A year-round outdoor classroom, the farm will focus on organic production and community outreach

Theresa Lam prepares raised beds in the first field in November 2015.
Photo: Arianna Lindberg

A new student sustainable farm is scheduled to begin production soon at Rutgers Gardens, adding a small-scale organic agriculture venture to the university’s botanic garden.

The farm, spearheaded by the Rutgers Office of Agriculture and Urban programs, will function as a year-round outdoor classroom and is part of a long-term plan to expand Rutgers Gardens to bring up to five acres under cultivation. Rutgers will pursue organic certification through the USDA for the farm that also will be used to strengthen community involvement in New Brunswick with a focus on local food access and security.

“The establishment of the new student farm provides a unique opportunity to advance stewardship, sustainability, engaged learning and outreach in an initiative that extends beyond the university community and into the general public,” said Laura Lawson, dean of agriculture and urban programs in the School of Environmental and Biological Science.

Initial groundbreaking for the farm at Rutgers Gardens began last fall and greenhouse production is slated to begin in late winter this year.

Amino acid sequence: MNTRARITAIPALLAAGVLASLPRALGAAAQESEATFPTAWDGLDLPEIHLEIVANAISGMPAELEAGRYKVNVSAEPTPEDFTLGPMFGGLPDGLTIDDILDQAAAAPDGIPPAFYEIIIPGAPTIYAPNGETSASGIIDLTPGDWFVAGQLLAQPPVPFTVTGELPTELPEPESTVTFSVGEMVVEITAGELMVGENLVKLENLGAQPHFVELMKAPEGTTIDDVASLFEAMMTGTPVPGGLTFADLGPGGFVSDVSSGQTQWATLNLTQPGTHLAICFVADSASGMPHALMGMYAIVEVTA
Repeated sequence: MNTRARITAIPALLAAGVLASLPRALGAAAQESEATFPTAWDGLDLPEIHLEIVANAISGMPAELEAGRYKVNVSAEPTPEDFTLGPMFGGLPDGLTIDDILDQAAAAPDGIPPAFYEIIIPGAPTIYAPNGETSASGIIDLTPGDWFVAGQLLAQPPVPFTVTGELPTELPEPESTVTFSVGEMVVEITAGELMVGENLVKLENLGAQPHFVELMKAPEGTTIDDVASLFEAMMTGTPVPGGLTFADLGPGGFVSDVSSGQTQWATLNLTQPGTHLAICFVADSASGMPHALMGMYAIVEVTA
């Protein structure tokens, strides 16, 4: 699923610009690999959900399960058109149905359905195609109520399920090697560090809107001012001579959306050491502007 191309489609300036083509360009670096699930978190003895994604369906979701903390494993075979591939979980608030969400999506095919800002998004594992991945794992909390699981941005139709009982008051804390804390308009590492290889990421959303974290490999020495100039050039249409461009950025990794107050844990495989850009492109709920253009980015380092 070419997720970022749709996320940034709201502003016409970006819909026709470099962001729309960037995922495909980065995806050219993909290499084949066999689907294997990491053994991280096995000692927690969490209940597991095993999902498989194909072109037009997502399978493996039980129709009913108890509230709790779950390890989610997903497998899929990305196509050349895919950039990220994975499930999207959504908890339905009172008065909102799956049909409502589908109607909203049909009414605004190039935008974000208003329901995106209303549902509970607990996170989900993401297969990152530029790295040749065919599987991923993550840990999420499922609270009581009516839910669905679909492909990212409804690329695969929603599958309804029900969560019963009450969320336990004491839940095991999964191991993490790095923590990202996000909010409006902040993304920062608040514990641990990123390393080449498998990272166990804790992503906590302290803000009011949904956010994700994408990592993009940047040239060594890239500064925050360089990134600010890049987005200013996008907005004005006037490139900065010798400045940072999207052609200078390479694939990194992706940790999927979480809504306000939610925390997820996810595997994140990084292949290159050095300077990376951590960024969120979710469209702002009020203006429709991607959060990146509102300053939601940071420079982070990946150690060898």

“We anticipate that the farm will be operational this spring, and the Office of Agriculture and Urban Programs will welcome its first student farm interns during the summer,” Lawson said. “We’re planning to grow a wide variety of vegetables, like salad greens, shard and kale, as well as herbs and multiple tomato varieties.”

The new project is an evolution of efforts that began in 1993 on the Hort Farm III research farm on Ryders Lane.

“No longer divided by Ryders Lane, the merger of the student farm with Rutgers Gardens enables unprecedented expansion of outreach, education and research on small-scale farming and promotion of community health through local food production and distribution,” Lawson said.

Rutgers employees set up irrigation in the first field in November 2015.
Photo: Arianna Lindberg

As a teaching tool, the farm will offer a sequence of interdisciplinary courses. It also will provide the foundation for a broad spectrum of community outreach and programs, student research opportunities and entrepreneurial pursuits.

This summer the School of Environmental and Biological Studies will offer an eight-week course as part of its Agriculture and Food Systems summer session offering on small-scale organic agriculture. In advance of its first season, the farm will be the site for a design/build studio course in the Department of Landscape Architecture during the spring semester of 2016.

Additionally, the studio will research and explore opportunities for various approaches to organic farming, re-use and re-purposing of materials, green infrastructure, rain harvesting and composting systems, Lawson added.

Paula Walcott-Quintin, SEBS Office of Communications, assisted with this story.

For more information contact Laura Lawson at 848-932-8010 or ljlawson@sebs.rutgers.edu